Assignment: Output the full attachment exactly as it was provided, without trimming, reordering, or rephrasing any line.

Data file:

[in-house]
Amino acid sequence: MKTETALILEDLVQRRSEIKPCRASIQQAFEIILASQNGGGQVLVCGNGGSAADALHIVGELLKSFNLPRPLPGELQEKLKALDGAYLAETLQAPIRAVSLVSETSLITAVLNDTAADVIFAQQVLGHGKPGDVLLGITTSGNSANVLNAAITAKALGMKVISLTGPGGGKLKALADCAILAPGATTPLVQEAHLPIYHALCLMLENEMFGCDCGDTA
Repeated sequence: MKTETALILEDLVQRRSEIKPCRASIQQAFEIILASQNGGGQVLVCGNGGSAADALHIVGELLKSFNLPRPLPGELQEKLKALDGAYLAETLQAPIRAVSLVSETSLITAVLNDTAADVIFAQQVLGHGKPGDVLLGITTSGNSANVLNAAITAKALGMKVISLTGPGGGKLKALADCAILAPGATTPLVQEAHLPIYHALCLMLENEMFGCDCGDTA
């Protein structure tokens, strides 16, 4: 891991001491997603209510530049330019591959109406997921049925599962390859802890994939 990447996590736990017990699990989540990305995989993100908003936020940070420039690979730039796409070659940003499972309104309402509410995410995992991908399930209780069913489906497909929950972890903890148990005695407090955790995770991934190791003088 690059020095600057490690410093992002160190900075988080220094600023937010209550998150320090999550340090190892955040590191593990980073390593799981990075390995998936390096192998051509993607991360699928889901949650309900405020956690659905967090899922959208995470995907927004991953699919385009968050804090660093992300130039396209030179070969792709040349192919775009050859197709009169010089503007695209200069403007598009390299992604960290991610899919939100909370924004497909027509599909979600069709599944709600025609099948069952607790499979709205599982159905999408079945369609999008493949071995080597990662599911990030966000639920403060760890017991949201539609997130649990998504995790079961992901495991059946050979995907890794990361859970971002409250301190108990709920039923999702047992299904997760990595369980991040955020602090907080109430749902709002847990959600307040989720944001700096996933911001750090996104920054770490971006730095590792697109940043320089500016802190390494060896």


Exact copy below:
[in-house]
Amino acid sequence: MKTETALILEDLVQRRSEIKPCRASIQQAFEIILASQNGGGQVLVCGNGGSAADALHIVGELLKSFNLPRPLPGELQEKLKALDGAYLAETLQAPIRAVSLVSETSLITAVLNDTAADVIFAQQVLGHGKPGDVLLGITTSGNSANVLNAAITAKALGMKVISLTGPGGGKLKALADCAILAPGATTPLVQEAHLPIYHALCLMLENEMFGCDCGDTA
Repeated sequence: MKTETALILEDLVQRRSEIKPCRASIQQAFEIILASQNGGGQVLVCGNGGSAADALHIVGELLKSFNLPRPLPGELQEKLKALDGAYLAETLQAPIRAVSLVSETSLITAVLNDTAADVIFAQQVLGHGKPGDVLLGITTSGNSANVLNAAITAKALGMKVISLTGPGGGKLKALADCAILAPGATTPLVQEAHLPIYHALCLMLENEMFGCDCGDTA
């Protein structure tokens, strides 16, 4: 891991001491997603209510530049330019591959109406997921049925599962390859802890994939 990447996590736990017990699990989540990305995989993100908003936020940070420039690979730039796409070659940003499972309104309402509410995410995992991908399930209780069913489906497909929950972890903890148990005695407090955790995770991934190791003088 690059020095600057490690410093992002160190900075988080220094600023937010209550998150320090999550340090190892955040590191593990980073390593799981990075390995998936390096192998051509993607991360699928889901949650309900405020956690659905967090899922959208995470995907927004991953699919385009968050804090660093992300130039396209030179070969792709040349192919775009050859197709009169010089503007695209200069403007598009390299992604960290991610899919939100909370924004497909027509599909979600069709599944709600025609099948069952607790499979709205599982159905999408079945369609999008493949071995080597990662599911990030966000639920403060760890017991949201539609997130649990998504995790079961992901495991059946050979995907890794990361859970971002409250301190108990709920039923999702047992299904997760990595369980991040955020602090907080109430749902709002847990959600307040989720944001700096996933911001750090996104920054770490971006730095590792697109940043320089500016802190390494060896």